When the place speaks : an analysis of the use of venues and locations in the international film festival circuit
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This thesis examines how film festival venues participate in shaping broader film cultures. It proposes an approach to studying film festivals that is founded on looking at their physical spaces instead of merely focusing on the social space of film festivals. The physical sites, as essential and tangible elements and practices of film festivals (and ones entangled with questions of capital and power), play an essential role in representing films, presenting places, and navigating audiences. As such, they open up a productive route for understanding how festivals shape film cultures. Two major case studies – the International Film Festival Rotterdam (IFFR) and the Shanghai International Film Festival (SIFF) – are analysed in this thesis, along with a case study of SIFF and IFFR during the COVID-19 pandemic. The festival venue is approached in terms of three key considerations in three layers: the geographical locations of film festivals, urban space and film festivals, and event sites of film festivals. This research contributes to the field of film festival studies and engages with the broader field of film cultures by highlighting the role of festival venues in presenting film cultures and drawing attention to the material basis of the global film festival circuit. Given the tremendous impact of film festivals' locations and venues – as material and physical features of festivals – on local and global film cultures, I argue that film festivals' venues should be examined in relation to the festivals' intangible formations. It can help us further understand how film festivals have been shaped by the political economy relating to location and how they occupy urban space and engage with the diversity of exhibition practices and space.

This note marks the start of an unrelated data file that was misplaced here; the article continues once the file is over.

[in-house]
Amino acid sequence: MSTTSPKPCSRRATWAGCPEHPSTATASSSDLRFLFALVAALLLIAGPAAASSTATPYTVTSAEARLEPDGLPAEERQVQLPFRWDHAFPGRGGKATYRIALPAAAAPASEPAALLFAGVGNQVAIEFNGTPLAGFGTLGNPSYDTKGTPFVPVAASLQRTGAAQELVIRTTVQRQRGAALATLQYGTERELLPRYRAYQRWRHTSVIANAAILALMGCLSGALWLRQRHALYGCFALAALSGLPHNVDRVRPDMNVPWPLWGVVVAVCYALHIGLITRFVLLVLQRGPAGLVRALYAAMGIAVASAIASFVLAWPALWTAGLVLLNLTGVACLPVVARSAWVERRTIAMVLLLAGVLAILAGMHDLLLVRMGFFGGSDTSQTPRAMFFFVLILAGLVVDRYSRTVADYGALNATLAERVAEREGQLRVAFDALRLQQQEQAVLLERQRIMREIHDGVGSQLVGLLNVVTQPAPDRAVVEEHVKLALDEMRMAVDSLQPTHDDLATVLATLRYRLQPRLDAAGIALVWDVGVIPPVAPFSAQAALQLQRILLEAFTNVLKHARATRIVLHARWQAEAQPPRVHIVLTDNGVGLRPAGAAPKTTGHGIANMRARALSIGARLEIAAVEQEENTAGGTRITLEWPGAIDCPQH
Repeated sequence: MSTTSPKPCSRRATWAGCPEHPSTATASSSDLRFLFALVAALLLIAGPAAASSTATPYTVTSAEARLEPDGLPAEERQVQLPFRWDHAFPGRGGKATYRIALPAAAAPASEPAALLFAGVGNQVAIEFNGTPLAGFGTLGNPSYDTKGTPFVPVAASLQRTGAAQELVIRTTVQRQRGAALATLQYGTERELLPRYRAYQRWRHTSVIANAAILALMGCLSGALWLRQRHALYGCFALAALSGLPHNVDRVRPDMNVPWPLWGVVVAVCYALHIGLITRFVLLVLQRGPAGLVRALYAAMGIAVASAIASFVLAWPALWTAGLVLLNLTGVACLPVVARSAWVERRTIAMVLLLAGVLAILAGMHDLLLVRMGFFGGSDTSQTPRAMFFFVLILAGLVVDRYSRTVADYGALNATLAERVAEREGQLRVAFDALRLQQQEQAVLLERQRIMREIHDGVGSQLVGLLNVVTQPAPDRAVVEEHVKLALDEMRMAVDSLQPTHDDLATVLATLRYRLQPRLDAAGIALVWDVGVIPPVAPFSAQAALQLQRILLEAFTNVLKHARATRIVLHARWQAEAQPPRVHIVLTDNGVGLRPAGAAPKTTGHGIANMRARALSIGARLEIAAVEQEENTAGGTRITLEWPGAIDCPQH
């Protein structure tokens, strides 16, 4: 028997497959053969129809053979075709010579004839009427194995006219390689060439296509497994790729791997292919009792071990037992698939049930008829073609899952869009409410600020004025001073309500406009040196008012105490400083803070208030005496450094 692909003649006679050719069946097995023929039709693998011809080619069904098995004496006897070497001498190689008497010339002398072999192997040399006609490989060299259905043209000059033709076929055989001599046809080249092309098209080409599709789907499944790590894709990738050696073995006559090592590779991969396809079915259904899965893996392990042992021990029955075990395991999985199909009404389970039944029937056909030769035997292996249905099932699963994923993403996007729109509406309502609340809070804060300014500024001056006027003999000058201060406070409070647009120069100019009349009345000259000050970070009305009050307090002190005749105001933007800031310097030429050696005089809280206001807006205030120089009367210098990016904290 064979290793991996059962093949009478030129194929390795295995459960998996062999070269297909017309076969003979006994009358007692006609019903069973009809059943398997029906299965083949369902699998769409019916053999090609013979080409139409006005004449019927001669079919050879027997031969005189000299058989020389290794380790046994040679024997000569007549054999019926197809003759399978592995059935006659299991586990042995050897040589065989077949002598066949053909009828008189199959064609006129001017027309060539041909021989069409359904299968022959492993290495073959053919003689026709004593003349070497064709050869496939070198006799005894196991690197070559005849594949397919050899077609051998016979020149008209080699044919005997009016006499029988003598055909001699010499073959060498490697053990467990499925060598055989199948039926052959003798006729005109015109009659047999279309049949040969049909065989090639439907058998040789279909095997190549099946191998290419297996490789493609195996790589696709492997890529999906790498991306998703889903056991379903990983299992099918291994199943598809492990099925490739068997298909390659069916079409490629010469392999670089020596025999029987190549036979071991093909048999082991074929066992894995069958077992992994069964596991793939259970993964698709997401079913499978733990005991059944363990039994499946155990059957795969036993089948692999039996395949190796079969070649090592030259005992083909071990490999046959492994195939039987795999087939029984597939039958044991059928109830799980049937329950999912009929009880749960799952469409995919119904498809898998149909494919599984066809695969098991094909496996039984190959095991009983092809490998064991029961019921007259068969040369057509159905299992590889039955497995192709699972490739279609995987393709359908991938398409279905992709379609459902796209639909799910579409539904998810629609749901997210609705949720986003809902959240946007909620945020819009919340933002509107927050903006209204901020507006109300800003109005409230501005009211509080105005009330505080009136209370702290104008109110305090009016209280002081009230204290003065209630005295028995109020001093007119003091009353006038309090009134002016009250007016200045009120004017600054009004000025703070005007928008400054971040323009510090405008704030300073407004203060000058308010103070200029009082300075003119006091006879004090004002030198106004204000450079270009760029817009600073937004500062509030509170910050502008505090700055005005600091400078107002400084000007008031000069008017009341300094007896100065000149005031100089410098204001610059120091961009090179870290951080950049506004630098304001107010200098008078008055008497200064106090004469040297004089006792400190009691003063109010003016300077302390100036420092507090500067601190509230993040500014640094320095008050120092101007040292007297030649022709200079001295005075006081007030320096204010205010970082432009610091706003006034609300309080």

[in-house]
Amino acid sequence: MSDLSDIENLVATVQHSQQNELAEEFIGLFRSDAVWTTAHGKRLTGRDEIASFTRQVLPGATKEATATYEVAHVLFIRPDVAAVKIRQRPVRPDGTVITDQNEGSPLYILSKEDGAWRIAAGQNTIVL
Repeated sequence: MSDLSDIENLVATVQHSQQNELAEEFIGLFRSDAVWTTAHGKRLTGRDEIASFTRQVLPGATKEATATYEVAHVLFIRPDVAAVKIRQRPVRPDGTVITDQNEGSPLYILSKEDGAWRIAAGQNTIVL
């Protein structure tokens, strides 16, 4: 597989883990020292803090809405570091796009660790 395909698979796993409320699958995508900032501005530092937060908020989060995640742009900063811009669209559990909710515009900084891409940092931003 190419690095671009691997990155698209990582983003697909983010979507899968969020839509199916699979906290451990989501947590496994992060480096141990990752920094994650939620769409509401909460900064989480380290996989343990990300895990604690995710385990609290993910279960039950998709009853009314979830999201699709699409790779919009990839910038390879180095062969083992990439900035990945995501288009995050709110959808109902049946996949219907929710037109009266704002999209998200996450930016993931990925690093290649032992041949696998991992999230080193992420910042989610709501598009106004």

Thesis, PhD Doctor of Philosophy
Embargo Date: 2028-06-21
Embargo Reason: Thesis restricted in accordance with University regulations. Restricted until 21st June 2028
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